Research Paper: William Blake Is Usually Classified

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[. . .] Yet she also immediately shifts to likening the phallus to an infant, which of course is a natural progression, considering that childbirth only occurs after copulation. But even so, it is the attitude that Thel takes toward the available reality of sexual experience that is so shocking to us: she seems frankly disinterested. Yet we are not to interpet this necessarily as aversion to sex. Rather, Blake's two subsequent works -- the partial sequel Visions of the Daughters of Albion and the work of religious prose philosophy (with some interspersed poems) The Marriage of Heaven and Hell. In the former, Blake's heroine Oothoon -- whose name suggests Greek words for both "egg" and "goddess" -- is violently raped but who explicitly invokes a prophetic future in which slavery ends and women are given control over their own sexuality:

'But Oothoon is not so, a virgin fill'd with virgin fancies,

Open to joy and to delight wherever beauty appears:

If in the morning sun I find it, there my eyes are fix'd?

In happy copulation; if in evening mild, wearied with work,

Sit on a bank and draw the pleasures of this free-born joy.

'The moment of desire! The moment of desire! The virgin?

That pines for man shall awaken her womb to enormous joys?

In the secret shadows of her chamber: the youth shut up from?

The lustful joy shall forget to generate, and create an amorous image?

In the shadows of his curtains and in the folds of his silent pillow

(Blake, Visions)

It is hard for the modern reader to conceive that these lines were written in the late eighteenth century. But here it becomes clear the way in which Visions of the Daughters of Albion is intended as a sequel to The Book of Thel. Both are poems about virgins. Yet Thel turns back upon the cusp of sexual experience, disappointed seemingly at what it offers. Whereas Oothoon is engaged to her perfect bridegroom when she is shockingly raped by the vile Bromion (who will eventually be punished and enslaved for the deed). Yet the hymn to sexual joy that Oothoon is still able to muster despite the sordid reality of her situation shows a strain of powerful faith in the divinely-ordained creative role of the sexual act in Blake.

It is noteworthy that during Blake's lifetime rumors of public nudism with his wife and offers of wife-swapping or "free love" with members of his circle would be passed around, although never actually confirmed. The simple fact is that Blake was tapping into a long-latent strain of radical sexualized Protestantism which had been earlier seen in the "Familist" and "Free Love" sects of Britain in the previous century. These had been forcibly suppressed by the Puritan regime of Cromwell, but to a certain extent there is a direct line of descent from those radical Protestant sex cults of the English Revolution that are so memorably described by Christopher Hill in his account The World Turned Upside-Down and the milieu of William Blake a century later (but within the context of the same autodidact Protestant working-class operating on "divine inspiration" that is found in Hill's description of Quakers, Ranters, Diggers, and Muggletonians). To a certain degree, Blake is absorbing through the oral culture of the working class the same revolutionary currents which had been given voice in works like Mary Wollstonecraft's Vindication of the Rights of Woman, which asserted in the wake of the universalist egalitarianism of the French Revolution a reminder that there remained a large disenfranchised class of persons whose existence little interested the philosophes or sans-culottes. In a survey of Blake's overall changing attitudes toward sex and gender, David Aers "in The Visions of the Daughters the chief woman is a libertarian figure challenging male violence and repressiveness" and overall Aers seems to agree with Blake's great ephebe Harold Bloom's interpretation of the poem as a "hymn to free love" (Aers 500). But to a certain extent, these seemingly perverse or profane intrusions of sexuality are the essence of Blake's own religious vision: as he says in The Marriage of Heaven and Hell "the lust of the goat is the glory of God," and when we recall the Biblical injunction to go forth and multiply, we may begin to suspect that he had good scriptural justification for his vision of sexualized millennium.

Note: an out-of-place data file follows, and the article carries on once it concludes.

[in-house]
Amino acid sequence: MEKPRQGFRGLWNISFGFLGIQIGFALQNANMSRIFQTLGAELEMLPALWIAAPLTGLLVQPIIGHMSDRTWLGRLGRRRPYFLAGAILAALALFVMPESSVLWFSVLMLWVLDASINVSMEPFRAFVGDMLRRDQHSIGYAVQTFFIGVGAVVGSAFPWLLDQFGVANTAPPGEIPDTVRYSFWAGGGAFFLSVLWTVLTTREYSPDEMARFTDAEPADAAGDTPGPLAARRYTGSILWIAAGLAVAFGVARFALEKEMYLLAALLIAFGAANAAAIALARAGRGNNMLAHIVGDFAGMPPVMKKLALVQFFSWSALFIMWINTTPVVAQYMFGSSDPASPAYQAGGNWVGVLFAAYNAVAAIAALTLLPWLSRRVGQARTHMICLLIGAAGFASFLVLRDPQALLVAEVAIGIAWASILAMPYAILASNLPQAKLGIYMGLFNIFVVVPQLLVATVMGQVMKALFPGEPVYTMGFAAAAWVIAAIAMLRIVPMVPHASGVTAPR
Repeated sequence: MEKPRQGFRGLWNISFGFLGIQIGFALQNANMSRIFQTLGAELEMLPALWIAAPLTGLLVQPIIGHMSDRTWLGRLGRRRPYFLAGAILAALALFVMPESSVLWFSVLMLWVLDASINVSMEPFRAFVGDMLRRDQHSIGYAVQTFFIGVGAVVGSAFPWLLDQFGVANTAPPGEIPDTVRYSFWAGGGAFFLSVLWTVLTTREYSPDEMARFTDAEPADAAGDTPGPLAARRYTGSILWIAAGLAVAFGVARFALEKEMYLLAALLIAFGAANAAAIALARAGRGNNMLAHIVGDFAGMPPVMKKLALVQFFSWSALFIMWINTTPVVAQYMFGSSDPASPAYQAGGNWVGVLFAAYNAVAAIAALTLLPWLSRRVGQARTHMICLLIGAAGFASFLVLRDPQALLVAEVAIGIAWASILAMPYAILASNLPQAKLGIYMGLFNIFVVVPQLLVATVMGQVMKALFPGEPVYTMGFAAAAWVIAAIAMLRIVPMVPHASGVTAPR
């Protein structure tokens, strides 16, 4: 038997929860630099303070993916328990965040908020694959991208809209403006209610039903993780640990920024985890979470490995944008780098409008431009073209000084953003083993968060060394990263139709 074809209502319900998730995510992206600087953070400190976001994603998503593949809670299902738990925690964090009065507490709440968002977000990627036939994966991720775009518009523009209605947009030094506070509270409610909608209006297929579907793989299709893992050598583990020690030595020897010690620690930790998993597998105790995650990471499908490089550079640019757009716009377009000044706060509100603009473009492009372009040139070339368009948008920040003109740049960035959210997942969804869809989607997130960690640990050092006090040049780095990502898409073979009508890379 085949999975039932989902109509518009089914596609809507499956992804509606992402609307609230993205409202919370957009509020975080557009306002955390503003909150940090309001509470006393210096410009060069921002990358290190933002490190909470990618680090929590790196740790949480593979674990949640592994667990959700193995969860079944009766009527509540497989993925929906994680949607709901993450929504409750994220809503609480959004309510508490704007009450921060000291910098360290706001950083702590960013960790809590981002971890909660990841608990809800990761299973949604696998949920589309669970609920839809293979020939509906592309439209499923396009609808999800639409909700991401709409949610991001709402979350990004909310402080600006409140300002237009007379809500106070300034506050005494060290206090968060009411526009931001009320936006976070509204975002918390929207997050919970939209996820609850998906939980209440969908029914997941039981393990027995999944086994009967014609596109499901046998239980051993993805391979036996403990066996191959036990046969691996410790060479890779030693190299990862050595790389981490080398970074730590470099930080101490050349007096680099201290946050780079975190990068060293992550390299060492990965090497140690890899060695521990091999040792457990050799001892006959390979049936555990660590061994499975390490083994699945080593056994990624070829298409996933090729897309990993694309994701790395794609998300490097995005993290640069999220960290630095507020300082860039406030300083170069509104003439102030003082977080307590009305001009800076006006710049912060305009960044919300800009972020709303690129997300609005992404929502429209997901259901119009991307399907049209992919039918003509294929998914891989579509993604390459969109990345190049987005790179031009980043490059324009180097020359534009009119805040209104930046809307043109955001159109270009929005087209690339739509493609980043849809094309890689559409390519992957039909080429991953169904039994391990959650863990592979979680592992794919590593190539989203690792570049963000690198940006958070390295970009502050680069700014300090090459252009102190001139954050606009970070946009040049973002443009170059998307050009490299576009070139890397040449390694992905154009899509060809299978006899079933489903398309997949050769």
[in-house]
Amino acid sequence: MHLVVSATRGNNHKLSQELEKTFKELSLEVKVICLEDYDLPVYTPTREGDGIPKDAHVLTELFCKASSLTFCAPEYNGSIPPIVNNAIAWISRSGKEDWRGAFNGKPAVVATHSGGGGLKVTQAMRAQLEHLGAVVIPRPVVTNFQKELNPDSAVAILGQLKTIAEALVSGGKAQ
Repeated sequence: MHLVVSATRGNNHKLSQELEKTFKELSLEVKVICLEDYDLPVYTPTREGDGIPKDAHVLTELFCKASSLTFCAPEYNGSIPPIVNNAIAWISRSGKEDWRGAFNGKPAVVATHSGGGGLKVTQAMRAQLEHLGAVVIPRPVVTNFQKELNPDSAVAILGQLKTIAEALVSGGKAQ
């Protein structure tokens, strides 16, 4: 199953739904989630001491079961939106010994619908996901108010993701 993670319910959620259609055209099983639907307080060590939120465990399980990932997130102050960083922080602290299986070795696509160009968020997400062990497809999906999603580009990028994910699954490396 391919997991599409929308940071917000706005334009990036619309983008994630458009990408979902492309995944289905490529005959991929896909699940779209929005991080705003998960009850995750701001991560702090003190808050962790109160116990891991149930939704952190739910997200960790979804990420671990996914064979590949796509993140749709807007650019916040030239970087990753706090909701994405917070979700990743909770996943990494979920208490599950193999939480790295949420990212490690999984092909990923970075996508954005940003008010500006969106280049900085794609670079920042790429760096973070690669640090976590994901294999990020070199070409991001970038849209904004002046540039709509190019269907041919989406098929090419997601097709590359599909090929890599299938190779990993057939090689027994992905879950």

Works Cited

Aers, D. "William Blake and the Dialectics of Sex." English Literary History 44.3 (1977): 500-14. Print.

Blake, William. "The Marriage of Heaven and Hell."

Blake, William. The Book of Thel.

Blake, William. Visions of the Daughters of Albion.

Bentley, Jr., G.E. William Blake: The Critical Heritage. London and New York: Routledge, 1975. Print.

Den Otter, A.G. "The Question and The Book of Thel." Studies in Romanticism 30.4 (Winter 1991): 633-655. Print.

Frye, Northrop. "Poetry and Design in William Blake." The Journal of Aesthetics and Art Criticism 10.1 (1951): 35-42. Print.

Hill, Christopher. The World Turned Upside-Down: Radical Ideas During the English Revolution. New York: Penguin Books, 1984. Print.

Levinson, Marjorie. " 'The Book of Thel' by William Blake: A Critical Reading." English Literary History 47.2 (1980): 287-303. Print.

Norvig, Gerda S. "Female Subjectivity and the Desire of Reading in (to) Blake's Book of Thel." Studies in Romanticism 34.2 (Summer 1995): 255-71. Print.

Robinson, Henry Crabb. Blake, Coleridge, Wordsworth, Lamb, Etc., Being Selections from the Remains of Henry Crabb Robinson. Ed.… [END OF PREVIEW]

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